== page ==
Adam Vettese, UK Market Analyst at eToro, has provided his daily commentary on traditional and crypto markets for December 22, 2020.
Global markets fell overnight, with shares in Asia following the US and UK lower, and only uncorrelated safe havens like gold holding firm, as a new, more virulent strain of the coronavirus takes hold.
Japan’s Nikkei and Hong Kong’s Hang Seng both dipped (down 1% and 0.8% respectively), mimicking losses in the US and UK yesterday, after it emerged that the virus has mutated into a more contagious form.
European markets have bounced this morning, in particular the German Dax leading the way up 1.2% boosted by Euro weakness and the new US stimulus package agreement helping to claw back some of yesterday’s losses. US index futures are all trading flat, however.
London – the epicentre of the new strain, saw shares fall hard on Monday – with the FTSE 100 down 1.7% and the FTSE 250 off by 2.1%, amid strict new pandemic restrictions and concerns of food shortages. Investors had a mass of information to digest, including the impact of tier four lockdowns in London and the southeast, countries banning travel from the UK due to the discovery of the new Covid-19 variant, and uncertainty around whether a Brexit trade deal will be reached by the end-of-year deadline.
In the US, Tesla made its S&P 500 debut on Monday. Far from the share price bump some had been anticipating, the stock fell 6.5%, making it the worst performer in the index. However, it is noteworthy that its share price has soared since its impending inclusion was first announced. Aside from broader market sentiment, which sent US stocks into the red on Monday, Tesla’s fall appeared to be in part driven by a Reuters story indicating that Apple plans to enter the electric car market by 2024.
Gold stood out as a winner on the day, rising back to $1,882, as investors looked to alternative stores of value.
Stimulus deal meets lukewarm reception
Two of the three US stock indices were in the red yesterday, as news of a $900bn stimulus deal reached by lawmakers was met with a lukewarm reception. The interim bill was much needed, and ends months of deadlock, but is a far cry from the size of package that was being discussed earlier in the year. Late on Monday, the House of Representatives passed the deal, meaning a Senate vote is next up. Only two of the S&P 500’s 11 sectors were in the green yesterday, with the financials sector leading the way at +1.2%. Goldman Sachs and Morgan Stanley led the index with gains of 6.1% and 5.7% respectively, buoyed by news that banks will be allowed to resume share buybacks. JPMorgan, Bank of America and Citigroup all added more than 3% apiece too. At the other end of the spectrum, the emerging, consumer staples, and utilities sectors all fell by more than 1%.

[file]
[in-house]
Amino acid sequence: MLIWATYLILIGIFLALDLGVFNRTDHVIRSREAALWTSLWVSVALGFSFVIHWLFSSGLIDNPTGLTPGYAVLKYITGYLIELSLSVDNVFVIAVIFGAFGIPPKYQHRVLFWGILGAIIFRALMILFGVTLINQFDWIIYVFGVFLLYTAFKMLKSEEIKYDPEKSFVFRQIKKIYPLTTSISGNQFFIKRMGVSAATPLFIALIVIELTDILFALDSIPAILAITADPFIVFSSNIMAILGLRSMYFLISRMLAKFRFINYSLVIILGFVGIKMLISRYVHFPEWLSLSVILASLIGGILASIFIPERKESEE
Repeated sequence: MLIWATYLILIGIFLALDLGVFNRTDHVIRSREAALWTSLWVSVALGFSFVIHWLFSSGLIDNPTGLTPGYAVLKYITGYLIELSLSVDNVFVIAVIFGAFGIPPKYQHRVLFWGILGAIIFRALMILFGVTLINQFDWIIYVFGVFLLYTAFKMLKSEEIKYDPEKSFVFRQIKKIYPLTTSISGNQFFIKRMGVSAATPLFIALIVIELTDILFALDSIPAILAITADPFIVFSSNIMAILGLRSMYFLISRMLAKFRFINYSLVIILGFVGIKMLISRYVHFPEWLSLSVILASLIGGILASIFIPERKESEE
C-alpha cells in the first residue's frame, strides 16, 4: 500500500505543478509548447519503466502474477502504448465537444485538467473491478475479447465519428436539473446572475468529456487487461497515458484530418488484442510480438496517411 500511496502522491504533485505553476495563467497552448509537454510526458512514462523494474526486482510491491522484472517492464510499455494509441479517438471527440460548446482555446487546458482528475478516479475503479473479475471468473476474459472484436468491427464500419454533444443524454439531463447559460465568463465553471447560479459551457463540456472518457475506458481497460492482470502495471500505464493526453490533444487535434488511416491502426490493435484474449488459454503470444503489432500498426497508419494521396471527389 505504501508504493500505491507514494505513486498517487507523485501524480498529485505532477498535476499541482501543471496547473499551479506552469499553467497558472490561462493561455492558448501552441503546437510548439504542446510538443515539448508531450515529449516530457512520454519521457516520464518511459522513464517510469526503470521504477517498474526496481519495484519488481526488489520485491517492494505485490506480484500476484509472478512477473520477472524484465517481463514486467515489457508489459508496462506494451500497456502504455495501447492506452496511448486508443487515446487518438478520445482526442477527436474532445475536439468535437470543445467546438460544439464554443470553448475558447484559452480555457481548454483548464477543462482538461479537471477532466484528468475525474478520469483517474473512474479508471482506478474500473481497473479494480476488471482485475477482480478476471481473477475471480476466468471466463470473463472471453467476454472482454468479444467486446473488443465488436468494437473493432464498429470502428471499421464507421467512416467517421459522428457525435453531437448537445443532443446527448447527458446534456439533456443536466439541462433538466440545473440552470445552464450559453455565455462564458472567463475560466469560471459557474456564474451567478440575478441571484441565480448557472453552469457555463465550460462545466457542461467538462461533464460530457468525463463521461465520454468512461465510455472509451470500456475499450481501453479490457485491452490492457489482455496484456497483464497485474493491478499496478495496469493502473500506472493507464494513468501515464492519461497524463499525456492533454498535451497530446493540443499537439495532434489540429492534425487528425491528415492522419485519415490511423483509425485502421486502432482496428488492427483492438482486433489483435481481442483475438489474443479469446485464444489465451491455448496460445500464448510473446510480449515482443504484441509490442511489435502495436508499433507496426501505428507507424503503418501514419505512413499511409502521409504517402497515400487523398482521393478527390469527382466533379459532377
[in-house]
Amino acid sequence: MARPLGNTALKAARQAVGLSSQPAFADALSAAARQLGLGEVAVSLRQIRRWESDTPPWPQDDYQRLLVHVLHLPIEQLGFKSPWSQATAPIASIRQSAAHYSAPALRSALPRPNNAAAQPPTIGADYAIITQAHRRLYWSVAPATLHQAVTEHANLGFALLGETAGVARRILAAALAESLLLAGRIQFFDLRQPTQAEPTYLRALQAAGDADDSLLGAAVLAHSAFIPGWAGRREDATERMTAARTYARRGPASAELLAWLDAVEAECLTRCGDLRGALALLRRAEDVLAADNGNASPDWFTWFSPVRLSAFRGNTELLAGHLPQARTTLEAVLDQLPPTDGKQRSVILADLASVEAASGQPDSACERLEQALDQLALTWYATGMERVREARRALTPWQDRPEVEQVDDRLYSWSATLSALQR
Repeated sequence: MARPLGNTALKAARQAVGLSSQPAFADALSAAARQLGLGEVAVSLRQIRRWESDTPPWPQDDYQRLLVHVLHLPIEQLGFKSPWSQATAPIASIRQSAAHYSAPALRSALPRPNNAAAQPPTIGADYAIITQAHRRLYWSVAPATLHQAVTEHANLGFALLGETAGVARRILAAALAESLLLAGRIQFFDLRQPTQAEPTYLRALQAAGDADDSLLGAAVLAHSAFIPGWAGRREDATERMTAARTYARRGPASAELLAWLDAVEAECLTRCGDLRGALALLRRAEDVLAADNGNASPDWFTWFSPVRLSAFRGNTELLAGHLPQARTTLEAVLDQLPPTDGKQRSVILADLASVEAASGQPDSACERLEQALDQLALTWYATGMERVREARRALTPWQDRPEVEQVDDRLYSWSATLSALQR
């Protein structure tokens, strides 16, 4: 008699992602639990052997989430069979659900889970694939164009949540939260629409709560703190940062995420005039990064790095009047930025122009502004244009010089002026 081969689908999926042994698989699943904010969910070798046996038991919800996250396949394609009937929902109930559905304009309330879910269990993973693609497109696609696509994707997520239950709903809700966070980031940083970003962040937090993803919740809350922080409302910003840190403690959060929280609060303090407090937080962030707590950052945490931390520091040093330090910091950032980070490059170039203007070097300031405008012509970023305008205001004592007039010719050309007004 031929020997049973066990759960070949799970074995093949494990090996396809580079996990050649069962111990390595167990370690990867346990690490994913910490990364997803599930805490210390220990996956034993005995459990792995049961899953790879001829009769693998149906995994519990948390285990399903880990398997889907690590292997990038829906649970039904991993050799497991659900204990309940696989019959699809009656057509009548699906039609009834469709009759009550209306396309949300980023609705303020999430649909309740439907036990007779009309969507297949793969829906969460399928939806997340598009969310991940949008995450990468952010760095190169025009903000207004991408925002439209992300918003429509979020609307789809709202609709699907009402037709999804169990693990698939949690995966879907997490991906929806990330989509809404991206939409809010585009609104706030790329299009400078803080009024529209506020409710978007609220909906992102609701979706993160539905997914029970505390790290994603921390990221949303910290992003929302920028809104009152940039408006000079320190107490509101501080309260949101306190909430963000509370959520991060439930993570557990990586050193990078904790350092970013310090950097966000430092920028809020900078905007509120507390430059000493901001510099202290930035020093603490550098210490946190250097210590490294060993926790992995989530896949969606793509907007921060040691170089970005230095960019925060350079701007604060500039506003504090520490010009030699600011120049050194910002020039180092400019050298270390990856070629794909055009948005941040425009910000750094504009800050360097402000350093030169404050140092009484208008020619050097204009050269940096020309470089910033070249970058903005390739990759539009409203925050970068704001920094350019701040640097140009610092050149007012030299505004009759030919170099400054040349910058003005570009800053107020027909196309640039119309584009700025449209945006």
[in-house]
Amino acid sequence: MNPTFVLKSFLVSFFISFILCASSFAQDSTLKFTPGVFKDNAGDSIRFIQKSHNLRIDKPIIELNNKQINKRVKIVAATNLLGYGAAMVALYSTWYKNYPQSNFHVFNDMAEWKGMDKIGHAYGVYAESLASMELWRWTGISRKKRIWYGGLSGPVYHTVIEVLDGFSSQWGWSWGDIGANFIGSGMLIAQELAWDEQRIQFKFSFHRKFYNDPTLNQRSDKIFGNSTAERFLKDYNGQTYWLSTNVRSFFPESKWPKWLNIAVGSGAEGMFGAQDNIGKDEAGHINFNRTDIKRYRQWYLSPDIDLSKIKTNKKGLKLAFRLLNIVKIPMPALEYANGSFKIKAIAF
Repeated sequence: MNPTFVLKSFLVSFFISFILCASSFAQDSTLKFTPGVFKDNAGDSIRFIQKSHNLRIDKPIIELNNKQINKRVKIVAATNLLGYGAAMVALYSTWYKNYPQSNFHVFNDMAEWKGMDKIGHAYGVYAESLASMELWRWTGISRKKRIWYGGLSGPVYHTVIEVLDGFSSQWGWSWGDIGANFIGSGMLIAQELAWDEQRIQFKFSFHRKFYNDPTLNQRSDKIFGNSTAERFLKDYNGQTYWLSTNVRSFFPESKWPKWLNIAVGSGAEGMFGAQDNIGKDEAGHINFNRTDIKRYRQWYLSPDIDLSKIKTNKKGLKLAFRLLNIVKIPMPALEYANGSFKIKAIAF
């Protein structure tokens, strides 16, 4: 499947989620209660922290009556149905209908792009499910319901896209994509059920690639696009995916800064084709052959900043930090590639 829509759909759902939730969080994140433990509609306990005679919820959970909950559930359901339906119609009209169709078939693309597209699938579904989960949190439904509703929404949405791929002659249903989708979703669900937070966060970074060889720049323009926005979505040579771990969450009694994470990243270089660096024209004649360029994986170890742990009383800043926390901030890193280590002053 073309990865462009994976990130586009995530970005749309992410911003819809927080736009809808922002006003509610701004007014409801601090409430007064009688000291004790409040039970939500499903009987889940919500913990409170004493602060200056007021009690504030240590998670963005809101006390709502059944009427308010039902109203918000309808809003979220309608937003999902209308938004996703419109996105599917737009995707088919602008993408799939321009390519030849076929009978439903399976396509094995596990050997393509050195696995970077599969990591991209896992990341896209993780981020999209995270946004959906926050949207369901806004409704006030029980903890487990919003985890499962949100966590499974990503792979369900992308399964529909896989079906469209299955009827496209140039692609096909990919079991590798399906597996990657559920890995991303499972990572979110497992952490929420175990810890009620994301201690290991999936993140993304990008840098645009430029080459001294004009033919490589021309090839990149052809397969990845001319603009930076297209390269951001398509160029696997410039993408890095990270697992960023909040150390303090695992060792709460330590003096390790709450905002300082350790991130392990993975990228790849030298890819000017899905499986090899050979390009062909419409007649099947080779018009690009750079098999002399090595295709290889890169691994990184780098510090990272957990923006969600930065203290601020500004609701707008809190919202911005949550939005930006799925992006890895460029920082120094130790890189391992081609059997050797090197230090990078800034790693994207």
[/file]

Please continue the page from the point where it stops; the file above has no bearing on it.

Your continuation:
- S&P 500: -0.4% Monday, +14.4% YTD
- Dow Jones Industrial Average: +0.1% Monday, +5.9% YTD
- Nasdaq Composite: -0.1% Monday, +42% YTD
Oil, finance names weigh on FTSE 100 while Ocado gains
The worst performers in the FTSE 100 on Monday included a mixture of oil firms and finance names, along with British Airways parent International Consolidated Airlines Group – which fell by 8%. Royal Dutch Shell and BP, two of the biggest stocks in the index, lost around 5% apiece. Only four stocks in the index gained more than 1%, with Ocado Group the biggest winner at +5.6%, as heightened pandemic restrictions play into the hands of the online grocery service.
For similar reasons, Just Eat Takeaway gained 1.9%. In the FTSE 250, property developer and operator Hammerson, travel booking firm Trainline, and retail company Frasers Group all fell by double digits. Hammerson’s slump was driven by the damage new Covid-19 restrictions will likely have on its retail-heavy portfolio, which includes some of the UK’s largest shopping centers.
- FTSE 100: -1.7% Monday, -14.9% YTD
- FTSE 250: -2.1% Monday, -10% YTD